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Last week with CA Technologies we issued the results of a study of cloud service providers and their views on cloud security. There has been a lot of interest in this study. Readers have reviewed the results and responded with some very good questions and comments. In a nutshell, people – including us – were surprised by the results, which showed that cloud providers didn’t put security as the No. 1 concern in providing their services.
As a result, we have had some questions about “who” we polled for this study beyond the information provided in the study. People were curious as to whether or not we had some of the large public cloud providers in our study, and I will try to clear things up here.
Our unit of analysis is the IT practitioner who self-reported that he or she is employed by organizations that provide cloud services. As a member of the Council of American Survey Research Organizations (CASRO), we uphold strict data confidentiality, privacyand ethical research standards. Therefore, we do not collect any personally identifiable information or company identifiable information in our research. However, as shown below , we do ask respondents to report such demographics as the approximate size of their organizations using employee headcount and their organizational level.
Table 6 , taken from our report, shows that 58 percent of respondents from the U.S. work in organizations with more than 1,000 employees, and 50 percent of respondents work in companies of that size for the Europe sample. The respondents represented both large and small service providers. While we do not collect company identifiable information about the cloud providers and cannot tell you their names, based on responses we had representation from very large organizations.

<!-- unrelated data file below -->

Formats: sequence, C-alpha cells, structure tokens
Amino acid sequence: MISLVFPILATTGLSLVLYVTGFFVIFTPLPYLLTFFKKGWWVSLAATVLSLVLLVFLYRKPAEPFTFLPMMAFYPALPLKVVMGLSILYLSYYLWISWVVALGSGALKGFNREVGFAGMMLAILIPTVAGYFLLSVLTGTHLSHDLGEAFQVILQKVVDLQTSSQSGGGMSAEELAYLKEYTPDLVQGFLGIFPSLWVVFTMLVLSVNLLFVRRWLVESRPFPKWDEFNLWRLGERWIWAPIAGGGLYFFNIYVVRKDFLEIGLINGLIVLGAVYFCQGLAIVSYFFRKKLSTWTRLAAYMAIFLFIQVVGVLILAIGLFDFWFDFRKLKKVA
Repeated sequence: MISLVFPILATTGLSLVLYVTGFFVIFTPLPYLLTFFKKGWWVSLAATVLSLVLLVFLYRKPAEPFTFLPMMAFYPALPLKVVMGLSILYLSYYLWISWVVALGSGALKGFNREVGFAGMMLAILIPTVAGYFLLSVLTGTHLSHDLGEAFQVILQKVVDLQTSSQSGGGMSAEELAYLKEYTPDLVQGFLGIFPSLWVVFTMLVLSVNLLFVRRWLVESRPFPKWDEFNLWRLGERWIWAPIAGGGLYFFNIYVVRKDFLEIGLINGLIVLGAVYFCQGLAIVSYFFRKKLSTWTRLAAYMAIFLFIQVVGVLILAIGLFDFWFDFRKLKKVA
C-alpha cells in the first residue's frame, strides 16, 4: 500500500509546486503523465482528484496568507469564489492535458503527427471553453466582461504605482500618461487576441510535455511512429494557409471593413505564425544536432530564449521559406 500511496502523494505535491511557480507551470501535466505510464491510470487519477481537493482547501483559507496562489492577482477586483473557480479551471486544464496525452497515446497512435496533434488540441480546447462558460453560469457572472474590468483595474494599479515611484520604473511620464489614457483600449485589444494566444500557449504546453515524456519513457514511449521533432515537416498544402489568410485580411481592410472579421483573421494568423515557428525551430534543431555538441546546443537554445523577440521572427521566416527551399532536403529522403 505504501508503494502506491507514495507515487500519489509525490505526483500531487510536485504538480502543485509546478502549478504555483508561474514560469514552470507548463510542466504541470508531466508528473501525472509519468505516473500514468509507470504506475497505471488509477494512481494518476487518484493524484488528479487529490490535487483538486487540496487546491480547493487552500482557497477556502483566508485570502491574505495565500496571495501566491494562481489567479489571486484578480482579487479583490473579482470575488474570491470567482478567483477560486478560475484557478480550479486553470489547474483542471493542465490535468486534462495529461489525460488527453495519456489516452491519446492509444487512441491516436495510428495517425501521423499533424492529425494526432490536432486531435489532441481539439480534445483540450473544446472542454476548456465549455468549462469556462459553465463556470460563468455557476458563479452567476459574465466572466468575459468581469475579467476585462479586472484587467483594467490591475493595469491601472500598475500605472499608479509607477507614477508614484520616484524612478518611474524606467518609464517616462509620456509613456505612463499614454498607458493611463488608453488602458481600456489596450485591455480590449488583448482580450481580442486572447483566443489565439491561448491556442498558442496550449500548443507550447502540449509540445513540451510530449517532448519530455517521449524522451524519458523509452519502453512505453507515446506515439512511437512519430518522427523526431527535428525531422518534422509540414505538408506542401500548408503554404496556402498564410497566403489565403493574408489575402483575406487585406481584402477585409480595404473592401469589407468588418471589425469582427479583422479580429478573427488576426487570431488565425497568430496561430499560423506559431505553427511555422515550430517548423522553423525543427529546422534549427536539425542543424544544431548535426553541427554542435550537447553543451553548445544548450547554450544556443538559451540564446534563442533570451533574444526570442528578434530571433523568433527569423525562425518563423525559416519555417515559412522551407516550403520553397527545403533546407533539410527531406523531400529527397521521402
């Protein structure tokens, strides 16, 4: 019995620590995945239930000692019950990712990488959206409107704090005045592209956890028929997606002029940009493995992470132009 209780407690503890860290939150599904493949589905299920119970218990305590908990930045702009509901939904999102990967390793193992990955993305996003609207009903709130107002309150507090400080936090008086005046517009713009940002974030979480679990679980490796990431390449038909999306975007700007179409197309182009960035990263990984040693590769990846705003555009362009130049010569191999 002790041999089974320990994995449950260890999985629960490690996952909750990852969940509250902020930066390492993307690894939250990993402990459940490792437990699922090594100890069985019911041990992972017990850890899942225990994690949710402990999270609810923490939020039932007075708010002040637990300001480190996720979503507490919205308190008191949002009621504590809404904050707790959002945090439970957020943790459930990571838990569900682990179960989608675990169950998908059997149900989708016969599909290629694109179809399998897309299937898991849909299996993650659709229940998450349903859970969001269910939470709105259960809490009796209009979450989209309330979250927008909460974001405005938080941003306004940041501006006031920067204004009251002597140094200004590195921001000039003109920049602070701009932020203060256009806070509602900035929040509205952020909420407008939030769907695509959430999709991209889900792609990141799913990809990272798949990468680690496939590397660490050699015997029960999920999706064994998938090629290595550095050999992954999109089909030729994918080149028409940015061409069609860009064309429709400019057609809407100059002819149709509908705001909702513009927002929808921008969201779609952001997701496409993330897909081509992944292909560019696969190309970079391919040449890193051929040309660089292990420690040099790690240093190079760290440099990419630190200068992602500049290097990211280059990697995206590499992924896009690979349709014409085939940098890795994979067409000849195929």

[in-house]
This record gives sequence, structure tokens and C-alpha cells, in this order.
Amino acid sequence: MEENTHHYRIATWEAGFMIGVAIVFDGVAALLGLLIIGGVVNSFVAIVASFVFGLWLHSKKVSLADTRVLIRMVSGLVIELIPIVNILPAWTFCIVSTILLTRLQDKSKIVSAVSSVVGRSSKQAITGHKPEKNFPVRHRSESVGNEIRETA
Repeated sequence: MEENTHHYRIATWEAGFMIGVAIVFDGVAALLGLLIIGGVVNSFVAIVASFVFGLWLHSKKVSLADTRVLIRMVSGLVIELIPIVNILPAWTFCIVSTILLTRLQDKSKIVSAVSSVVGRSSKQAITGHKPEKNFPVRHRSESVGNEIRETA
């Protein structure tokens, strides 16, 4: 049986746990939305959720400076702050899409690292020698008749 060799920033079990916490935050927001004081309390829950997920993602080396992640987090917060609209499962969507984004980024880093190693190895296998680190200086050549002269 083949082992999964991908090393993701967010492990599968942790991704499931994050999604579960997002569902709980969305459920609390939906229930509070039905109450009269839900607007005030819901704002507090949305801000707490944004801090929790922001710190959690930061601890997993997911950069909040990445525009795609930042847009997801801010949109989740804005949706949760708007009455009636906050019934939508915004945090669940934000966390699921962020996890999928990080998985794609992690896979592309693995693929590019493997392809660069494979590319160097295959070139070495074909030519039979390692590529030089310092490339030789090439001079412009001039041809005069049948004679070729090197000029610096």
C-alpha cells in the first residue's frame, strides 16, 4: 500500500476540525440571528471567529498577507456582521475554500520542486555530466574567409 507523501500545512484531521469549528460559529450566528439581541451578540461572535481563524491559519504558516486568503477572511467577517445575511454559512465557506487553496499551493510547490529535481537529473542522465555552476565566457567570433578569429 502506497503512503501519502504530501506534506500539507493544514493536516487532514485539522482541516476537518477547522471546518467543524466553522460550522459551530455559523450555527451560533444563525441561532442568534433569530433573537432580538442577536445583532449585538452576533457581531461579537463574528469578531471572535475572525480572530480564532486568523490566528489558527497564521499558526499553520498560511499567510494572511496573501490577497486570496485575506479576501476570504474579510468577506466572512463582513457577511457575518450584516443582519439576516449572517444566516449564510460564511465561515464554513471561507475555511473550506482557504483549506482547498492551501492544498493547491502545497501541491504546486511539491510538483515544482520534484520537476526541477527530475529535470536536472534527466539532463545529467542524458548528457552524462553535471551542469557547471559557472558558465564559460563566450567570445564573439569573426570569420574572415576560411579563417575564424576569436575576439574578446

Table 6: Worldwide headcount of respondents’ organization?
Less than 500 people
500 to 1,000 people
1,001 to 5,000 people
5,001 to 10,000 people
10,001 to 25,000 people
25,001 to 75,000 people
More than 75,000 people
As you can see from Table 3 below, also from our report, we started with a broad pool to get a statistically significant response rate that is representative of the population of IT practitioners working in organizations providing cloud computing services. Most of our respondents were directors, managers, supervisors or technicians – so folks in the trenches, watching how things operate day-to-day, on up to management (see Table 4 below).
Further respondent data includes:
Table 3: Sample response
Contacts made (by phone)
Rejections for reliability
Table 4: Respondents’ organizational level
Staff or technician
Contractor or other
This isn’t our first look at cloud security and I’m sure it won’t be the last as we move forward into the shifting computing paradigm. And as we continue our work, the Ponemon Institute willoperate with the utmost integrity and transparency as we help industry uncover the emerging trends affecting the security and privacy sector.